2013 Templeton Prize Winner

2013 Templeton Prize Winner

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by Don Ingwerson

In January I posted a blog on previous Templeton Prize winners – people who have affirmed life’s spiritual dimension – and wondered who the 2013 Templeton Prize winner would be. Well, the new winner was awarded April 4 to Desmond Tutu, the former Anglican archbishop of Cape Town, South Africa, for his life-long work in advancing spiritual principles such as love and forgiveness, which has helped to liberate people around the world. Tutu combines the theological concept that all people are shaped in the image of God, with the traditional African belief of Ubuntu, which holds that only through others do people achieve humanity. To read more about this important spiritual leader and his contributions, click here: Templeton Prize Current Winner

Looking Forward to a New Templeton Prize Award

Looking Forward to a New Templeton Prize Award

© GLOW IMAGES

by Don Ingwerson

I was recently going back through my blogs and discovered an article, “Renaissance Man,” that highlighted the work of Francisco J. Ayala, the 2010 Templeton Prize winner. What I find so special about the Templeton Prize is that it “honors a living person who has made an exceptional contribution to affirming life’s spiritual dimension, whether through insight, discovery, or practical works.” Spiritual discoveries are going on individually and personally all the time, but when a discovery allows for a paradigm shift in thought, these discoveries are extremely important. In fact, on the Templeton Prize site, the banner states that it is “celebrating 40 years of spiritual progress.”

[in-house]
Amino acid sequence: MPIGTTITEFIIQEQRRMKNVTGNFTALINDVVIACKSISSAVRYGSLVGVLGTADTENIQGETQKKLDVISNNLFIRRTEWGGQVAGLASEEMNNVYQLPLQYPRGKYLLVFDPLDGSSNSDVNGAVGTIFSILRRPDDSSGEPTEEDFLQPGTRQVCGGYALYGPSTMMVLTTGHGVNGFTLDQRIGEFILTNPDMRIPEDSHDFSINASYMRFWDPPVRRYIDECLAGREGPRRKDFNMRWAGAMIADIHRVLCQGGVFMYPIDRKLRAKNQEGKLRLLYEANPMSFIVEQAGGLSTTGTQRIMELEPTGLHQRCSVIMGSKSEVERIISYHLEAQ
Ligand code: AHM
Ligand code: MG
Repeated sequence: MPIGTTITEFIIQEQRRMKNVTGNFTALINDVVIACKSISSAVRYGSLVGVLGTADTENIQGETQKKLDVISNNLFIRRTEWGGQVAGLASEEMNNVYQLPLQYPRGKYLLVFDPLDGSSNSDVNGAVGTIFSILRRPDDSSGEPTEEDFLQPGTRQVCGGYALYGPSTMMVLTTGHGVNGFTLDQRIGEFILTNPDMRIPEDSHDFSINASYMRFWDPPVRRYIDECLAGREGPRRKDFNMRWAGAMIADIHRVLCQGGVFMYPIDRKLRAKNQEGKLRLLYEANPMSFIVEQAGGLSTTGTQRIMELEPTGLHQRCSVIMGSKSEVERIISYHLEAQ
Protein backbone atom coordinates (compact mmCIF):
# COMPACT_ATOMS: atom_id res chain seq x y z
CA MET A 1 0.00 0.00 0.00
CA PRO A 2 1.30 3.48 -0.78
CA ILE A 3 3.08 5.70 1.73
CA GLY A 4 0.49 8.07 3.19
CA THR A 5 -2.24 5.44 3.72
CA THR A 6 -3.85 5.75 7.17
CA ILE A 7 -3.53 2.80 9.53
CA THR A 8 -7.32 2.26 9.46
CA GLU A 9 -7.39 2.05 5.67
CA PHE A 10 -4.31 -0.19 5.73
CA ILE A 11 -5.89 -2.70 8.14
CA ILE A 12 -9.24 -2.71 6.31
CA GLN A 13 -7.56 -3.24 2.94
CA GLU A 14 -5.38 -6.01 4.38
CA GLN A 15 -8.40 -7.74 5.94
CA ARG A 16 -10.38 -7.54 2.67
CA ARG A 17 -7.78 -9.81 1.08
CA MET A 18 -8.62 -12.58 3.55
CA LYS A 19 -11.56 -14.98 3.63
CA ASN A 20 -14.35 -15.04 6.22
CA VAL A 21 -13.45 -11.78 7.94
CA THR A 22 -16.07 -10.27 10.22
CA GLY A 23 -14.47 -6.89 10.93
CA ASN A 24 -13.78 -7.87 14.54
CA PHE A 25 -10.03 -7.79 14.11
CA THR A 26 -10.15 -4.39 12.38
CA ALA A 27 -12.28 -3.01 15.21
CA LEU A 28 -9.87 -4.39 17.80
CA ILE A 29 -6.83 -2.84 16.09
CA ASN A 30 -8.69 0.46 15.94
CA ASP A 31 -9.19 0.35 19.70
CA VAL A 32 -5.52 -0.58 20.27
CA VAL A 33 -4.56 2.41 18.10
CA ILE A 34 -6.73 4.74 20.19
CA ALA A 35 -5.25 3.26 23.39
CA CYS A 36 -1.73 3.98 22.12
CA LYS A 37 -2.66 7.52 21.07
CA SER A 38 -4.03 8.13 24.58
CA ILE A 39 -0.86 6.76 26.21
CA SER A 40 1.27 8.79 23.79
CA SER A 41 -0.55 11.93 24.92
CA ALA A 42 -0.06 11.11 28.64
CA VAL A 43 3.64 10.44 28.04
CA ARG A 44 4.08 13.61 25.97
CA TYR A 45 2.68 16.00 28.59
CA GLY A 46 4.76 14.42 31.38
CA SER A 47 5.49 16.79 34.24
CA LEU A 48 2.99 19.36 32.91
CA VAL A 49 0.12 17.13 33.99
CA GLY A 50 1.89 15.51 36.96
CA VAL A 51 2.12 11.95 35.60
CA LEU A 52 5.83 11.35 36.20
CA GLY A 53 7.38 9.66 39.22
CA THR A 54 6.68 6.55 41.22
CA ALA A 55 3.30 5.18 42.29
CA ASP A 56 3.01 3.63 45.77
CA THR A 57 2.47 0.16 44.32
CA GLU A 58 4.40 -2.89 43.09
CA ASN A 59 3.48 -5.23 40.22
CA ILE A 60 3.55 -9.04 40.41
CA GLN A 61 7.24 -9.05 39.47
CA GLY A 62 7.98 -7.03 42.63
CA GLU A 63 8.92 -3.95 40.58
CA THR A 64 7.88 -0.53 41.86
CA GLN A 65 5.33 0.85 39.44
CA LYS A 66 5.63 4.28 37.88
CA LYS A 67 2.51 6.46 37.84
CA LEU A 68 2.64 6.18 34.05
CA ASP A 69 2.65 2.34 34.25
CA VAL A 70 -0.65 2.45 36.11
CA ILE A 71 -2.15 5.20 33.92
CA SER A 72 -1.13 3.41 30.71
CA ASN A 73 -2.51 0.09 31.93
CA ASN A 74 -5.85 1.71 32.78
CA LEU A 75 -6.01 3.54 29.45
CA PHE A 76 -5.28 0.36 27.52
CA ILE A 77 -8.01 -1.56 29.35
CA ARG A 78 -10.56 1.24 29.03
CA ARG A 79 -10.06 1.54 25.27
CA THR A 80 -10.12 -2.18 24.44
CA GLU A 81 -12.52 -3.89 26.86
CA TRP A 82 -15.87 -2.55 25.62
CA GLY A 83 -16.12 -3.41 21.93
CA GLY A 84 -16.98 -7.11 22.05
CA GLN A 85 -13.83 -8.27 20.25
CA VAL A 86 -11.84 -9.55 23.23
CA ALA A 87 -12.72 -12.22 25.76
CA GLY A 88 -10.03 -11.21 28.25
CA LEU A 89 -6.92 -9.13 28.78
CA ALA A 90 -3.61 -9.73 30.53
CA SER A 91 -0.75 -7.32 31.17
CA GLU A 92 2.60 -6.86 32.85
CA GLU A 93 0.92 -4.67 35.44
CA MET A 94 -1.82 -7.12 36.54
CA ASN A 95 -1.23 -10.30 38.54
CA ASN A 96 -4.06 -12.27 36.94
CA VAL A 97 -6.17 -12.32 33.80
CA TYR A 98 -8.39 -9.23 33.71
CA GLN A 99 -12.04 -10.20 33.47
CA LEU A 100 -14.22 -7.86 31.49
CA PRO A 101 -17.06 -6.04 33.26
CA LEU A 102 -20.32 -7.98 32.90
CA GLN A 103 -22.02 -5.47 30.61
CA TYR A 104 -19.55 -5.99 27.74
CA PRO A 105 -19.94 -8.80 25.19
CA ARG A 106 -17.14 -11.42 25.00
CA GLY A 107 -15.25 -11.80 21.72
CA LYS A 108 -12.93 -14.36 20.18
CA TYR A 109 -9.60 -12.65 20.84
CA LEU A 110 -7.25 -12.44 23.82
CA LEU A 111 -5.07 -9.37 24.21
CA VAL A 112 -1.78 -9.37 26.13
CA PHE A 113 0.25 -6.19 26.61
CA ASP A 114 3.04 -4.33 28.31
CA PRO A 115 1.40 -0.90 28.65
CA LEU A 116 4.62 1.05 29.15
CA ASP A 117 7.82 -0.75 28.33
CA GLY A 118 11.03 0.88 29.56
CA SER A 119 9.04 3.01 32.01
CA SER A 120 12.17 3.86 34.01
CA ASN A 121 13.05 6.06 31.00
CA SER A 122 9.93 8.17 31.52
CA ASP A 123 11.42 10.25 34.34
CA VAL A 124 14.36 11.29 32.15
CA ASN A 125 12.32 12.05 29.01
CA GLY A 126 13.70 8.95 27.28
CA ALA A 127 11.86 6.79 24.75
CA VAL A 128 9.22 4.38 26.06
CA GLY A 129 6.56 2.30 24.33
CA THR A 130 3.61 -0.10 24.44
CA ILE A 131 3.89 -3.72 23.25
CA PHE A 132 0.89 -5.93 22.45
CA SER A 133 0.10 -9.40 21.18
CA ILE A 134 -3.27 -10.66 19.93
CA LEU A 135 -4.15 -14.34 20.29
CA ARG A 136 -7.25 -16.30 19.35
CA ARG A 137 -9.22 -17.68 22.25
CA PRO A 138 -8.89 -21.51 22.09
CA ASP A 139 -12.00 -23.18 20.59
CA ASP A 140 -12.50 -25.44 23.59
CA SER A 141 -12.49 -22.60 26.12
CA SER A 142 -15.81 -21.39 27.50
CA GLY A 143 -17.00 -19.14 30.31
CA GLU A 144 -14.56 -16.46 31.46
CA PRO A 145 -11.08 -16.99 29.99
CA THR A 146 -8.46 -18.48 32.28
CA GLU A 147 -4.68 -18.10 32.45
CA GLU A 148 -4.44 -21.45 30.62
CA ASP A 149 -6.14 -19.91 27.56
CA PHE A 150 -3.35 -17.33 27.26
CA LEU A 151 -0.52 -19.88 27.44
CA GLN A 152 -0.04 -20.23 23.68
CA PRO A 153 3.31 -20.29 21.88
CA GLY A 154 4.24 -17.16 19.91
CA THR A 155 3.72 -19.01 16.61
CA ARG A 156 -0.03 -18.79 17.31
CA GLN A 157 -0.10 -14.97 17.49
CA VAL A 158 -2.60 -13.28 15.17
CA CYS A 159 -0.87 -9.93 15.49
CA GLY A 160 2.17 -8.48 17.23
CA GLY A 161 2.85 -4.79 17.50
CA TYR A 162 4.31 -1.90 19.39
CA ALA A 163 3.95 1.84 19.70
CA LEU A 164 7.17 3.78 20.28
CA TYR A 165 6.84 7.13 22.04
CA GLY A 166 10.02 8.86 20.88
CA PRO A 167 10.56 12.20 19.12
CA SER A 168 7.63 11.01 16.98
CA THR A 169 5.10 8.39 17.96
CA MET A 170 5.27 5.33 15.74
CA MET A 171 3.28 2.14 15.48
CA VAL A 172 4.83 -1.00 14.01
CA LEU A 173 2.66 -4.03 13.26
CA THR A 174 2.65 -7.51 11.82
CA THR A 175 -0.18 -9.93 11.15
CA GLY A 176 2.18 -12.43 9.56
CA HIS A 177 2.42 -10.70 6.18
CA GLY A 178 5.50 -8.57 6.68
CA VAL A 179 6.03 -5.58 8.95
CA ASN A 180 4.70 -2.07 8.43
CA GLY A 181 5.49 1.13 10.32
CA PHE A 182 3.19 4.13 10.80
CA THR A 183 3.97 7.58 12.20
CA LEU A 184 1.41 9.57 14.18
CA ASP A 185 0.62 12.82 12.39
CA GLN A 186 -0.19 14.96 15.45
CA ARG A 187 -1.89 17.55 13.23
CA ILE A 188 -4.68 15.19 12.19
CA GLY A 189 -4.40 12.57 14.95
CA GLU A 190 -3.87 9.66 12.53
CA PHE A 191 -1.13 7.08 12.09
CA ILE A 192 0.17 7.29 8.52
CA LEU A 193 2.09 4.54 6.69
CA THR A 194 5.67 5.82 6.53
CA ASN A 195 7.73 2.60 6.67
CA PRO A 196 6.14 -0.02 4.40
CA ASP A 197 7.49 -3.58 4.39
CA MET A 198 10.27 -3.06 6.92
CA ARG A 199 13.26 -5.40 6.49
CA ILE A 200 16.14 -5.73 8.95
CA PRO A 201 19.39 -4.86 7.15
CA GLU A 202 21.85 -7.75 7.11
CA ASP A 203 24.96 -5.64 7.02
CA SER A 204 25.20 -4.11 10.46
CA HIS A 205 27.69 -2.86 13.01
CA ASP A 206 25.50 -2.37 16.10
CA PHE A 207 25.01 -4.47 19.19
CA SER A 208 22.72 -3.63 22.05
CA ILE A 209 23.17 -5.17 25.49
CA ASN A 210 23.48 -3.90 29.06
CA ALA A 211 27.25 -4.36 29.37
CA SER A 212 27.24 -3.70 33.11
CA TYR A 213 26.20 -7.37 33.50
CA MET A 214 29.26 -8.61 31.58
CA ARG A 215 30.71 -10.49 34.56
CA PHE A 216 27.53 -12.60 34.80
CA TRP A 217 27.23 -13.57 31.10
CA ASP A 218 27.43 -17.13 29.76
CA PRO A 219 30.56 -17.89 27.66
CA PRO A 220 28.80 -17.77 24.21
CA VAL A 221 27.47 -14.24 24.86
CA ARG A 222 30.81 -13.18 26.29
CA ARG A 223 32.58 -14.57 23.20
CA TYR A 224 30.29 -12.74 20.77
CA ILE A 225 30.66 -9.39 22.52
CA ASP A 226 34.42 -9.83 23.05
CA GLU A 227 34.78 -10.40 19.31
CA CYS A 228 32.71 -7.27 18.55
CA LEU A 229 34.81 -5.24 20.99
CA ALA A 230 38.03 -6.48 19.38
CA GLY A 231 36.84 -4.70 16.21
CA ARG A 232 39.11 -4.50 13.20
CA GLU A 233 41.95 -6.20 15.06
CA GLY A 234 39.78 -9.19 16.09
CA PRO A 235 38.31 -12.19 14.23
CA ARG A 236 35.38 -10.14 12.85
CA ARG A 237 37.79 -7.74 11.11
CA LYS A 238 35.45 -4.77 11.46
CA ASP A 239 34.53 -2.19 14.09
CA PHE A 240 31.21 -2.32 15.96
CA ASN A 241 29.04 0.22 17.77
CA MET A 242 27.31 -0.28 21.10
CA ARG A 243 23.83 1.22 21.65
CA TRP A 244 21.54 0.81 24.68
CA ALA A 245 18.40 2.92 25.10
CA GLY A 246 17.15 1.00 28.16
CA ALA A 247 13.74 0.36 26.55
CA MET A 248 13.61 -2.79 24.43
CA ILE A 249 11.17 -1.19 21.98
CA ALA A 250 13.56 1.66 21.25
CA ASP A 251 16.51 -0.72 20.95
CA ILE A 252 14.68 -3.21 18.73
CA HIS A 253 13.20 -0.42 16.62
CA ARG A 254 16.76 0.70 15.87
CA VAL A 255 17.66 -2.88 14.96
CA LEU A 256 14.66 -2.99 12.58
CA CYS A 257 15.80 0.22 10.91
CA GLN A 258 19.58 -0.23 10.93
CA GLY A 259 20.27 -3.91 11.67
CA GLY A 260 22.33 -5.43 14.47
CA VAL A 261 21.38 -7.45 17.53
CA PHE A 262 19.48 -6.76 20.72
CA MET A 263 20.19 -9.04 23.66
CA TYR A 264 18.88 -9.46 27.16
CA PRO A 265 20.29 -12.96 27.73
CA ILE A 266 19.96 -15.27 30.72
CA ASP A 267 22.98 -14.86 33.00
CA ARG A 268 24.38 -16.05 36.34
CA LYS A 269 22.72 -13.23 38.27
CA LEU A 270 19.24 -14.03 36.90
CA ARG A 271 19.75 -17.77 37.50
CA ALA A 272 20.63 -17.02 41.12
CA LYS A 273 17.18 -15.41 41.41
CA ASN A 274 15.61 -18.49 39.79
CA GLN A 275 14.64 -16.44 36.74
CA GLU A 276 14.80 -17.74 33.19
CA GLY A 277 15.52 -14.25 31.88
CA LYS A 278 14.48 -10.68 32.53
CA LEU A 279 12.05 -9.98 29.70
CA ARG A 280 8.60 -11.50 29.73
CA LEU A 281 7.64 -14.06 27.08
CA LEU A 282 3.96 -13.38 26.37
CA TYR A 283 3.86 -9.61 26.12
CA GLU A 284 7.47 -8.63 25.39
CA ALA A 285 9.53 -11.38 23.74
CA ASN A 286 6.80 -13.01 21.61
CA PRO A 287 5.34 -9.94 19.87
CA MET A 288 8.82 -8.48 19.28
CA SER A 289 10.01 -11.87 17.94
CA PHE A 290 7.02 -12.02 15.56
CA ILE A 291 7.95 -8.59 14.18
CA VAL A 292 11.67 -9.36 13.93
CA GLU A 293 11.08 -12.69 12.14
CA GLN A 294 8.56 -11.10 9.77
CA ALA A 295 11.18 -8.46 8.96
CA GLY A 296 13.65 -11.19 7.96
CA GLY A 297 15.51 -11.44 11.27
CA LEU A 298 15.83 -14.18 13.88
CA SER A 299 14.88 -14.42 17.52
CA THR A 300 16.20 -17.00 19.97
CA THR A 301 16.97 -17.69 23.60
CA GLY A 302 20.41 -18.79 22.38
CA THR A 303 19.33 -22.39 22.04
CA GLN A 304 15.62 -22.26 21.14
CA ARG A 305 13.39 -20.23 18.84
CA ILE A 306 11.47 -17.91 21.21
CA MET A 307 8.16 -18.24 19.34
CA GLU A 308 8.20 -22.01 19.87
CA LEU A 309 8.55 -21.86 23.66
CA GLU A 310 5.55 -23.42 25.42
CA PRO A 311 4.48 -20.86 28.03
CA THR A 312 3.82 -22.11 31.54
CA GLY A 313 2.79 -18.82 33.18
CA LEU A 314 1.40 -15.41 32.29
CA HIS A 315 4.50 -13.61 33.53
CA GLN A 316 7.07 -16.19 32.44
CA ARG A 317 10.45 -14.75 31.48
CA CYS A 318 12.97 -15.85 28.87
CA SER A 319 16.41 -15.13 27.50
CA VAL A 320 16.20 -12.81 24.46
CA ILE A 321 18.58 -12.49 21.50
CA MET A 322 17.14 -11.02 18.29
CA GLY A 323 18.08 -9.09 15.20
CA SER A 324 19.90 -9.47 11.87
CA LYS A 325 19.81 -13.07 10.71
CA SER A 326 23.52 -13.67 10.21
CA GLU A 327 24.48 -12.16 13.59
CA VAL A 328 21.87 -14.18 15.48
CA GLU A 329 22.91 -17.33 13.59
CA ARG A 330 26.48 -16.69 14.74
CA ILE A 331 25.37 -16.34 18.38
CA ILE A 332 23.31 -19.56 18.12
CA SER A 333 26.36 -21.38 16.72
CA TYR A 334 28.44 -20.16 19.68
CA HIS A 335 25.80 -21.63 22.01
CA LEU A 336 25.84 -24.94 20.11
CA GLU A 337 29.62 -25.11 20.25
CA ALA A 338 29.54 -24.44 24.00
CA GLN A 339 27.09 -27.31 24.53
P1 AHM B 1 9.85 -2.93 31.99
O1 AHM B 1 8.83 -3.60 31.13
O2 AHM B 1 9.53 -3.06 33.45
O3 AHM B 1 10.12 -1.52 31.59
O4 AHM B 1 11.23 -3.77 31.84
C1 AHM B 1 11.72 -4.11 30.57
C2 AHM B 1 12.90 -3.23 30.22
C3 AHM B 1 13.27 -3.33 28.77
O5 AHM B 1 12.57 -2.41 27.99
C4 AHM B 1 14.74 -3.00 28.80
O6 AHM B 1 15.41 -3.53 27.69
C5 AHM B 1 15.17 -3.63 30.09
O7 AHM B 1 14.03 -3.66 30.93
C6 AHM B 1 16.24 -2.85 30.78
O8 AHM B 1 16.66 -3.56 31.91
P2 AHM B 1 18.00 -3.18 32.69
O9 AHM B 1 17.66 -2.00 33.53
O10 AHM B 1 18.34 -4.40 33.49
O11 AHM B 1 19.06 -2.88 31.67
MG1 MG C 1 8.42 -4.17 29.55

The Dalai Lama received this prestigious award last year in 2012. This spiritual leader has been a powerful and outspoken voice promoting the strength of compassion to solve world problems. Other Templeton Prize winners include Martin Rees, a theoretical astrophysicist; Bernard d’Espagnat, physicist and philosopher; Charles Taylor, philosopher; and Charles H. Townes, professor and writer of “The Convergence of Science and Religion.” The prize has been awarded each year since 1973. What I found particularly interesting is that the first Templeton Prize winner was Mother Teresa, who received this prize six years before receiving the Nobel Peace Prize. You can take a look at all of the winners and their contributions on the Previous Prize Winners page.

So who will be the 2013 winner – and what contribution will he or she give to furthering the understanding of spirituality? We’ll have to wait until March to see!

Renaissance Man

 

Renaissance Man

Here is an article with a message worth sharing. It is written by Tobi Cohen, Canwest News Service, on March 25, 2010, titled Renasissance man’ of evolutionary biology wins coveted $1.5M Templeton Prize.

Known among scientists as the Renaissance man of evolutionary biology, Francisco J. Ayala has won this year’s prestigious, and lucrative, Templeton Prize for his life’s work trumpeting the notion that science and religion are compatible.

After being named the winner of the world’s largest academic award at a news conference in Washington, D.C., Thursday, the California-based biologist and philosopher described the ever polarizing approaches to life as merely two windows into the same world.Continue Reading